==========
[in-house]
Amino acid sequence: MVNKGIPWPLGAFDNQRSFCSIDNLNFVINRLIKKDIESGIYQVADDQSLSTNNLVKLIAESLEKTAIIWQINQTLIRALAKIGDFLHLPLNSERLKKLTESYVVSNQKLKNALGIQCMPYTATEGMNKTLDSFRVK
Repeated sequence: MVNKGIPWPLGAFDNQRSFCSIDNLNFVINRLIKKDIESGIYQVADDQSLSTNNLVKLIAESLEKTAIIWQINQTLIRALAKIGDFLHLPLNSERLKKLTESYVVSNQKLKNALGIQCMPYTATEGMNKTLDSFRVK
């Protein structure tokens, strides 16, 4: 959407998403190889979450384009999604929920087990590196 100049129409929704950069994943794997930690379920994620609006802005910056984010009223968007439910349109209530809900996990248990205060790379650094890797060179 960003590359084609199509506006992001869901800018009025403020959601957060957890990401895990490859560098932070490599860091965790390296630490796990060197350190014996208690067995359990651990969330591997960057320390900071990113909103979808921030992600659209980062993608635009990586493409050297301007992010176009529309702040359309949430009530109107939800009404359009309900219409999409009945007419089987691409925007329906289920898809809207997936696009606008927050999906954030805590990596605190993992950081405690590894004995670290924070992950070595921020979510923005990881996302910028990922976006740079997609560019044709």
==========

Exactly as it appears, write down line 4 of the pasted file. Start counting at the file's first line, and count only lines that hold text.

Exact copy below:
């Protein structure tokens, strides 16, 4: 959407998403190889979450384009999604929920087990590196 100049129409929704950069994943794997930690379920994620609006802005910056984010009223968007439910349109209530809900996990248990205060790379650094890797060179 960003590359084609199509506006992001869901800018009025403020959601957060957890990401895990490859560098932070490599860091965790390296630490796990060197350190014996208690067995359990651990969330591997960057320390900071990113909103979808921030992600659209980062993608635009990586493409050297301007992010176009529309702040359309949430009530109107939800009404359009309900219409999409009945007419089987691409925007329906289920898809809207997936696009606008927050999906954030805590990596605190993992950081405690590894004995670290924070992950070595921020979510923005990881996302910028990922976006740079997609560019044709």